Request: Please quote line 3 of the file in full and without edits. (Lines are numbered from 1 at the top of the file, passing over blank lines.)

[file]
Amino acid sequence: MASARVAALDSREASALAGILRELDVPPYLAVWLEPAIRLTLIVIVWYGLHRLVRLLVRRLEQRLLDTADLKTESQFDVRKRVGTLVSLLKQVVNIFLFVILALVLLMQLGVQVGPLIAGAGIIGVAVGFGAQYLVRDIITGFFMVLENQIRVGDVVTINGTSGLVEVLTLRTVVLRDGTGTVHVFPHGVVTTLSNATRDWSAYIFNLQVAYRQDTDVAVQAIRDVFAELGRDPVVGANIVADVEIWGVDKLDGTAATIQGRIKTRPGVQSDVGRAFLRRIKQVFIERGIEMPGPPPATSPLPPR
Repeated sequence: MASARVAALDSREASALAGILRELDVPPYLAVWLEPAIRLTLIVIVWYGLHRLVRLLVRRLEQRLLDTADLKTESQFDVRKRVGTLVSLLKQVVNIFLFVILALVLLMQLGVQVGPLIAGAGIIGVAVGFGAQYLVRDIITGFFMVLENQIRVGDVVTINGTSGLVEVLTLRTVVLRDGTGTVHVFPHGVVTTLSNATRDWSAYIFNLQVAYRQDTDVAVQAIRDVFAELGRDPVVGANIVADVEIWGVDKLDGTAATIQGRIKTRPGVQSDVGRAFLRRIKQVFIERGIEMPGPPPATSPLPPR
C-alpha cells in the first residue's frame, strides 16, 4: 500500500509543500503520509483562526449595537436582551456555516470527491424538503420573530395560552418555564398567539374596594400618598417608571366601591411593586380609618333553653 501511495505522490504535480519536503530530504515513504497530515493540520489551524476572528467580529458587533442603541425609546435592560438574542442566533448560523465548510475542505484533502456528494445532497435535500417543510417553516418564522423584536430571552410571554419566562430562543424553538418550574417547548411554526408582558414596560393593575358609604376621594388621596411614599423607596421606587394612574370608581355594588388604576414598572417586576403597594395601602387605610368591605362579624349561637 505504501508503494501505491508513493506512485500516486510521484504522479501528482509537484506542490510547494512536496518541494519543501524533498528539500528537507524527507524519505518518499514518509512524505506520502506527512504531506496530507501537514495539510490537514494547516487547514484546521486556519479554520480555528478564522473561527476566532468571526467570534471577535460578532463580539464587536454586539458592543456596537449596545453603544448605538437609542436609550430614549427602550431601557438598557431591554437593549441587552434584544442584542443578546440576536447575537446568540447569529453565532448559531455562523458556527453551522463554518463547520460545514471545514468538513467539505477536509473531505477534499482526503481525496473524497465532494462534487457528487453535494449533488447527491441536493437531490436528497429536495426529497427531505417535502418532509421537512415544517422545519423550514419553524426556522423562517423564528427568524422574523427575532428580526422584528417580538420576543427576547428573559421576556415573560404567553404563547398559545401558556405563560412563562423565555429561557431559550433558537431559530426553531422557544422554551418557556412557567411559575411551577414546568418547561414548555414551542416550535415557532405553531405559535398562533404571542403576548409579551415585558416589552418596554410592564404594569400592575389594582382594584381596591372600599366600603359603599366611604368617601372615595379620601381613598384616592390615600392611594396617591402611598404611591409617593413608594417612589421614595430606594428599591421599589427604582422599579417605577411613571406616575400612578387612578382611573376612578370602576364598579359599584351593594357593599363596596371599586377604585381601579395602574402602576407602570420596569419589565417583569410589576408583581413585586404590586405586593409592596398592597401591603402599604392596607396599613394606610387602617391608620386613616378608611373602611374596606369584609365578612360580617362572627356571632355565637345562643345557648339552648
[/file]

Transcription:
C-alpha cells in the first residue's frame, strides 16, 4: 500500500509543500503520509483562526449595537436582551456555516470527491424538503420573530395560552418555564398567539374596594400618598417608571366601591411593586380609618333553653 501511495505522490504535480519536503530530504515513504497530515493540520489551524476572528467580529458587533442603541425609546435592560438574542442566533448560523465548510475542505484533502456528494445532497435535500417543510417553516418564522423584536430571552410571554419566562430562543424553538418550574417547548411554526408582558414596560393593575358609604376621594388621596411614599423607596421606587394612574370608581355594588388604576414598572417586576403597594395601602387605610368591605362579624349561637 505504501508503494501505491508513493506512485500516486510521484504522479501528482509537484506542490510547494512536496518541494519543501524533498528539500528537507524527507524519505518518499514518509512524505506520502506527512504531506496530507501537514495539510490537514494547516487547514484546521486556519479554520480555528478564522473561527476566532468571526467570534471577535460578532463580539464587536454586539458592543456596537449596545453603544448605538437609542436609550430614549427602550431601557438598557431591554437593549441587552434584544442584542443578546440576536447575537446568540447569529453565532448559531455562523458556527453551522463554518463547520460545514471545514468538513467539505477536509473531505477534499482526503481525496473524497465532494462534487457528487453535494449533488447527491441536493437531490436528497429536495426529497427531505417535502418532509421537512415544517422545519423550514419553524426556522423562517423564528427568524422574523427575532428580526422584528417580538420576543427576547428573559421576556415573560404567553404563547398559545401558556405563560412563562423565555429561557431559550433558537431559530426553531422557544422554551418557556412557567411559575411551577414546568418547561414548555414551542416550535415557532405553531405559535398562533404571542403576548409579551415585558416589552418596554410592564404594569400592575389594582382594584381596591372600599366600603359603599366611604368617601372615595379620601381613598384616592390615600392611594396617591402611598404611591409617593413608594417612589421614595430606594428599591421599589427604582422599579417605577411613571406616575400612578387612578382611573376612578370602576364598579359599584351593594357593599363596596371599586377604585381601579395602574402602576407602570420596569419589565417583569410589576408583581413585586404590586405586593409592596398592597401591603402599604392596607396599613394606610387602617391608620386613616378608611373602611374596606369584609365578612360580617362572627356571632355565637345562643345557648339552648